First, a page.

Is there an ethical point at which engagement is functionally equivalent to assent? In other words, is there a point at which dialogue should be replaced by active resistance? If so, how do you tell where that point is? I think many activists fear that dialogue is a tactic of those who support the status quo to co-opt them into a process that is unlikely to lead to any real change because the power is unevenly divided.
Archive for: September, 2009
GrrlScientist is in a contest to become Quark Expedition's official blogger from Antarctica. (So is DN Lee from Urban Science Adventures.)
Grrl has been doing pretty well getting votes in this contest, despite the fact that her competition includes a radio personality from Portugal and a member of the Osmond family.
Of the top vote-getters, it is clear to me that Grrl would do the best job with the specified task (blogging from, and about, Antarctica). She has a personal and professional interest in nature, science, the environment, and conservation. She has a history of writing pieces that are accessible communications of both scientific content and aesthetic appreciation, in an astounding balance of clarity and lyricism. She takes lovely nature photographs, which she regularly shares with readers of her blog. And to say she's an experienced blogger is an understatement on par with noting that Antarctica can get a little chilly.
The voting in the contest ends 30 September, 2009 at 12 noon (Eastern time). That's less than 48 hours from now.
If you haven't yet voted, consider giving Grrl your support. Voting does require registering your email address with Quark, but they are doing this to avoid poll-crashing, and I haven't received any spam from them. And, if you've already cast a vote for someone else, you are allowed by the rules to reassign your vote. Some other worthy science bloggers in the competition have been throwing their support to Grrl as the voting winds down, so don't miss this chance to give her your vote, too.
At the end of last week, I made a quick trip to UCLA to visit with some researchers who, despite having been targets of violence and intimidation, are looking for ways to engage with the public about research with animals. I was really struck by their seriousness about engaging folks on "the other side", rather than just hunkering down to their research and hoping to be left alone.
The big thing we talked about was the need to shift the terms of engagement.
Owing to the fact that I had to focus my attention on getting healthy in a hurry so I could catch a plane yesterday evening, I asked the elder Free-Ride offspring to write something for this week's Friday Sprog Blogging entry. Owing, I think, to my apparent fragility, the elder Free-Ride offspring assented to this request without argument, and without demanding a cash payment.
I really do have wonderful kids.
In any event, the elder Free-Ride offspring offers a summary of an interesting article from a magazine that is a favorite at Casa Free-Ride, National Geographic Kids, and then pitches a few ideas for stories the sprogs would like to see in it in some future issue.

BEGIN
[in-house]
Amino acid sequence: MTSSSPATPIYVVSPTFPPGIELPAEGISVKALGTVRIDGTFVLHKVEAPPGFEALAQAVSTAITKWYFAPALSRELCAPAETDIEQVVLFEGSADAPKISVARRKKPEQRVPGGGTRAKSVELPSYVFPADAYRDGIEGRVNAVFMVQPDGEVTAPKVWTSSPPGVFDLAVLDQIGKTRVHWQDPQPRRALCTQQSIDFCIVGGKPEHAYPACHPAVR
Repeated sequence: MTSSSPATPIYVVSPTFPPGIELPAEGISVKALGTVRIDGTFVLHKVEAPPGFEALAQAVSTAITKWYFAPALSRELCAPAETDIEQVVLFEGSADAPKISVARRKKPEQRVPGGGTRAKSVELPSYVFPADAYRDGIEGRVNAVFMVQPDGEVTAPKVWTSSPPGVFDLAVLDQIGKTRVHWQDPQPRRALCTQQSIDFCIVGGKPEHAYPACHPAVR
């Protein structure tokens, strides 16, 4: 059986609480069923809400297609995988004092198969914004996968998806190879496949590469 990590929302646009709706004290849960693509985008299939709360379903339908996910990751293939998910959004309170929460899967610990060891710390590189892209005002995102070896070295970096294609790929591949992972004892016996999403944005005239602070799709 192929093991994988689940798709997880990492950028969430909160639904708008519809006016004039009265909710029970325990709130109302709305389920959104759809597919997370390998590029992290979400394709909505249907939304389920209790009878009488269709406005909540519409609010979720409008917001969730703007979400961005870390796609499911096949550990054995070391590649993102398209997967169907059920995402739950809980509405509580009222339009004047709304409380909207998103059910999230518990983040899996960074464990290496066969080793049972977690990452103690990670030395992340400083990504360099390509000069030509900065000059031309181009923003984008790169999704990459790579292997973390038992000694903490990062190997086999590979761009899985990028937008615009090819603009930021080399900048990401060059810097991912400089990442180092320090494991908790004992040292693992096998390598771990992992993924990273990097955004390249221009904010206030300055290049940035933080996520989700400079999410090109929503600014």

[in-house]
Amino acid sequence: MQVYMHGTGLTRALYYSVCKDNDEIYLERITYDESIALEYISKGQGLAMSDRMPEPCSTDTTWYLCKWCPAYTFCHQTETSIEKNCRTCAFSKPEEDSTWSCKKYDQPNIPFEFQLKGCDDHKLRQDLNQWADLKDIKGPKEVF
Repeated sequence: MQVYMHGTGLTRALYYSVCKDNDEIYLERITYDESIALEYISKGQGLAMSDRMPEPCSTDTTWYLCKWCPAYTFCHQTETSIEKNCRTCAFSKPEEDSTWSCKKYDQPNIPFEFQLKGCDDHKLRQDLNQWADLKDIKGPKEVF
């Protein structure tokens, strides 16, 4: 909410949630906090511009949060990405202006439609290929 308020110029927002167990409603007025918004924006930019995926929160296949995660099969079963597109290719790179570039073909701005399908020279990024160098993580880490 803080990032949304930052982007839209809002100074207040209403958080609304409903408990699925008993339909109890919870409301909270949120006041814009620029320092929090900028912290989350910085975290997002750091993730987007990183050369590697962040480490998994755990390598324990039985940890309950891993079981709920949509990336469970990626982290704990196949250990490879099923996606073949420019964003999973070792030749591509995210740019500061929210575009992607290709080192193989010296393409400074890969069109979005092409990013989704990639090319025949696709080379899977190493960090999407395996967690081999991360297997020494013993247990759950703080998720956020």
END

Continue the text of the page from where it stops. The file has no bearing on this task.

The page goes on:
I ended up spending a significant portion of the last several days down with something flu-like. (It included a fever and the attendant aches, chills, and sweats, as well as the upper respiratory drowning-in-my-own-mucus symptoms.)
I did not drag my ailing butt out of bed to go to the doctor and have my flu-like thing characterized. (In part, this is because I knew it would pass in a few days. In part, it was because I managed to tweak a muscle in my right side by sneezing hard and thus was unable to straighten up or be as mobile as I normally am. Someday, I swear, I am going to figure out how to sneeze more ergonomically.)
As such, I don't know if what I had was the cool new H1N1 flu that's been going around locally or something else.
So, here's the question for those more plugged into public health than I am: Should I still get the novel H1N1 vaccine? (Thanks to ERV for pointing out in the comments that the "novel" is important in distinguishing the H1N1 virus that causes seasonal flu from the H1N1 virus causing the *new* swine flu.)
Imagine you are looking ahead to a furlough day and taking seriously the piece of the agreement that specifies that you won't actually do any work on that furlough day. To prevent yourself from backsliding by doing work to pass the time, do you:
The other day, while surfing the web, my better half came upon this semi-official looking symbol for psychohazards:
The verbiage underneath the symbol seem to indicate conditions that might have serious consequences for one's picture of the world and its contents, or for one's ability to come to knowledge about the world. A philosopher who was so inclined could go to town on this.
However, while this particular icon was new to me, this isn't the first time I've seen the term "psychohazard" in use.
Yesterday Dr. Isis put up a post that seems to have bugged many of the people who subsequently posted comments on it.
I have no idea whether the commenters on the post intended to convey it, but here's what's coming across to me as a reader of the exchange:
The Free-Ride family got its copy of the new CD/DVD set Here Comes Science by They Might Be Giants this week. The sprogs, who have been listening and watching, offer something kind of like a review.
And really, why wouldn't you? What could have prepared you for the possibility that reading one would make the other vanish, as if there were some kind of blogular wavefunction collapse?
In the meantime, if you're desperate to contribute a comment to a post, or to get the 411 on a post on this blog that has up and vanished, shoot me an email and I'll do what I can to help.